On the off chance you have been preoccupied with the Polar Vortex, we've officially entered Awards season; the BAFTA nominations were announced today and the Golden Globes will be handed out on Sunday evening.
So perhaps it's no surprise to find various articles that tangentially link our emotional and political sentiments to topical films to emotional and political attitudes.
Slate, as one example, posted a link to a study that reported how people's viewpoints can change after watching a film with a strong political message. Writers Asawin Suebsaeng and Chris Mooney selected JFK, The Cider House Rules and The Day After Tomorrow among a list of movies that been singled out in various scientific studies for reshaping opinion.
Take JFK: "In a 1995 study of viewers before and after seeing the film, Stanford University psychologist Lisa Butler and her colleagues found that seeing JFK 'doubled the level of anger' of viewers."
Whereas they point out that The Cider House Rules' author and screenwriter John Irving might have encouraged pro-abortion support when he "thanked 'everyone at Planned Parenthood' and NARAL Pro-Choice America at the end of his acceptance speech."
Twelve years after the film's release, two researchers at Southern Illinois University screened it among a group of randomly chosen participants and found that, despite its fictional storyline, that audience felt "more favorable toward legalized abortion in the case of incest than those in the control group."
As for The Day After Tomorrow, a film that was largely panned by critics, apparently 83 per cent of those who watched the global warming-prompts-Ice Age blockbuster were "somewhat" or "very concerned" about global warming versus 72 per cent of non-watchers, according to Yale researcher Anthony Leiserowitz, who conducted a survey three weeks after the film debuted.
Interestingly – although perhaps to no one's surprise – the Slate contributors cap their list with All the President's Men, which was the basis for a 1979 study that revealed a Republican bias against the press.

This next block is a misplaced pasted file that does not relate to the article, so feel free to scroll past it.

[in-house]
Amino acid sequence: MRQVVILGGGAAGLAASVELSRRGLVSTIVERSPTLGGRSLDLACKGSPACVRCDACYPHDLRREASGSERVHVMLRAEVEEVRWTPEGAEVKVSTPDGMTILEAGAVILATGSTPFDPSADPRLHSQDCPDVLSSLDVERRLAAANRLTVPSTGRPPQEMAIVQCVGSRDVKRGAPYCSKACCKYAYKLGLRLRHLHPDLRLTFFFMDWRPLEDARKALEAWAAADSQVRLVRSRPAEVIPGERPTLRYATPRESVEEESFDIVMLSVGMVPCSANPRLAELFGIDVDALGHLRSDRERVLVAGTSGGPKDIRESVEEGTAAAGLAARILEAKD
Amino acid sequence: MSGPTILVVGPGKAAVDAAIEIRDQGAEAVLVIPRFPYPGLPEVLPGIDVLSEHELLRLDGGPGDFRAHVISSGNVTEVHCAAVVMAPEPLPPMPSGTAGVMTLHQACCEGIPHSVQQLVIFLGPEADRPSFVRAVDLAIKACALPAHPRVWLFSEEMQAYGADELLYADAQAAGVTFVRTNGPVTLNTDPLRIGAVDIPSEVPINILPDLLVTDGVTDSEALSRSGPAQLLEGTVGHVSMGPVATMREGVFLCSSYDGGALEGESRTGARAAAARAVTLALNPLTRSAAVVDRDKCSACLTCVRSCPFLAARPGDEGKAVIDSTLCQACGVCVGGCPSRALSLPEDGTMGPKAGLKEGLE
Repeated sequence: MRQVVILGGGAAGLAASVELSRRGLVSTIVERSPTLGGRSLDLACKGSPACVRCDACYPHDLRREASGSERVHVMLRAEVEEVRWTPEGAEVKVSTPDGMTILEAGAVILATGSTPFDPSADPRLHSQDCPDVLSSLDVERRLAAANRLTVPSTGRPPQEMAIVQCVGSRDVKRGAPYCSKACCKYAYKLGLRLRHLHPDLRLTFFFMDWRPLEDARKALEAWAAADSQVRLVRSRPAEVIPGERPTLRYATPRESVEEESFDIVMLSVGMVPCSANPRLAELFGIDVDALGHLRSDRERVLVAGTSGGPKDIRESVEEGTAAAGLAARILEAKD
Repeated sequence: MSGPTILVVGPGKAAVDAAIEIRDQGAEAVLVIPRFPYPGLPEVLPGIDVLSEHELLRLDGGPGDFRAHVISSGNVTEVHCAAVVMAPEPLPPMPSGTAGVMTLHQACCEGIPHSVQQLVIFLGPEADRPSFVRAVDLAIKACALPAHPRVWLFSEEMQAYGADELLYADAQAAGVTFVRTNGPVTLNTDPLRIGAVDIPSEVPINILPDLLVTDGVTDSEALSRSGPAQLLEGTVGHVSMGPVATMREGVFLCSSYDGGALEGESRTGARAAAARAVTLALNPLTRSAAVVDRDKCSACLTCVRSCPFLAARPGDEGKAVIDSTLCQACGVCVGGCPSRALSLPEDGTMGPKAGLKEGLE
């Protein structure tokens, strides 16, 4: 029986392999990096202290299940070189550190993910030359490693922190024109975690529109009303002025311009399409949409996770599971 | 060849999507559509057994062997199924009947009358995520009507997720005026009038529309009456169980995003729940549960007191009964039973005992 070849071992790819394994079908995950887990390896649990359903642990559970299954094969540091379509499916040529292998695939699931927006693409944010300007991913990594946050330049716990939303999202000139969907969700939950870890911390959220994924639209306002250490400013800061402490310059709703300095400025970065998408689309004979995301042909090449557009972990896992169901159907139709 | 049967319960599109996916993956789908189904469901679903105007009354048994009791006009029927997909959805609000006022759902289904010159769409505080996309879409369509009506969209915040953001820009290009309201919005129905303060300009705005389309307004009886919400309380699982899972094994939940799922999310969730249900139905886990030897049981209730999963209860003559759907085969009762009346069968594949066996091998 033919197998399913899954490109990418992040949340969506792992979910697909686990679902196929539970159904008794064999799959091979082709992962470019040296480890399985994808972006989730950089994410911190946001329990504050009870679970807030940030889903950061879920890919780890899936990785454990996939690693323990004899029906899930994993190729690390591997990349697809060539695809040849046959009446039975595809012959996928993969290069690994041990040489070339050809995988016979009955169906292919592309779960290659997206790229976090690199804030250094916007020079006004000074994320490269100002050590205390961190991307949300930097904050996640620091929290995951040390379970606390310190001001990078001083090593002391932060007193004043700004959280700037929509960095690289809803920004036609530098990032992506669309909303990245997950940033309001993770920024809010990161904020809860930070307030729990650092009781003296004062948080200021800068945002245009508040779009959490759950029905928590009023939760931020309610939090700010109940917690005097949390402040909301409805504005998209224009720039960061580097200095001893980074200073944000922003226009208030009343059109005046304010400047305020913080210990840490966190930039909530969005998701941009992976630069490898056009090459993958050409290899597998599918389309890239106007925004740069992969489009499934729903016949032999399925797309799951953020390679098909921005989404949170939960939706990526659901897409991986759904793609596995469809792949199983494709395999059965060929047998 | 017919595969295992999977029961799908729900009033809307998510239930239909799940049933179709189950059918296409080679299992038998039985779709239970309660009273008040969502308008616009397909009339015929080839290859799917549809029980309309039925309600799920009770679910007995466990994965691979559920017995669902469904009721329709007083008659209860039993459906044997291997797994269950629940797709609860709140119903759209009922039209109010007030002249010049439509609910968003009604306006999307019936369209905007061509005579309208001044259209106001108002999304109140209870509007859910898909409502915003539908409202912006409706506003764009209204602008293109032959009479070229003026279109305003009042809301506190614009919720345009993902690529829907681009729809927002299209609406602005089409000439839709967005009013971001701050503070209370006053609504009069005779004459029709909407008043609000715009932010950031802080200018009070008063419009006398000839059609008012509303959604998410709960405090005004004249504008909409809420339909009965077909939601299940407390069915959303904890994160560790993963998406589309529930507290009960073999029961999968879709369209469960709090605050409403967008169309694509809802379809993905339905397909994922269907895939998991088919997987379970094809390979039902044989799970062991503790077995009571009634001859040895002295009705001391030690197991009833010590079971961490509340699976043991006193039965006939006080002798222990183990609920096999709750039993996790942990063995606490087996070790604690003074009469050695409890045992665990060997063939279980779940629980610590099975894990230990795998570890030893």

But if some of these studies seem slightly dated, Suebsaeng and Mooney note that the most recent, published in Social Science Quarterly, suggests that Hollywood films are responsible for more liberal-leaning sentiments. In the abstract for "Moving Pictures? Experimental Evidence of Cinematic Influence on Political Attitudes," Todd Adkins and Jeremiah Castle claim that "popular movies possess the ability to change political attitudes, especially on issues that are unframed by the media." Political scientists at Notre Dame University, they go on to state, "such influence persists over time and is not moderated by partisanship, ideology or political knowledge."
Elsewhere, The Independent looked at the same study and homed in on the noteworthy detail that the audience was "more likely to experience a 'leftward shift' in attitudes" when they were "not prepared" to be critical.
Which is to say, less obvious political messages – often originating in sentimental, films like As Good As It Gets with its health-care storyline – could linger as strongly as those with overtly partisan plotlines.
So there you go.
Now we'll need to wait and see who's first to develop a Polar Vortex epic disaster thriller rom-com.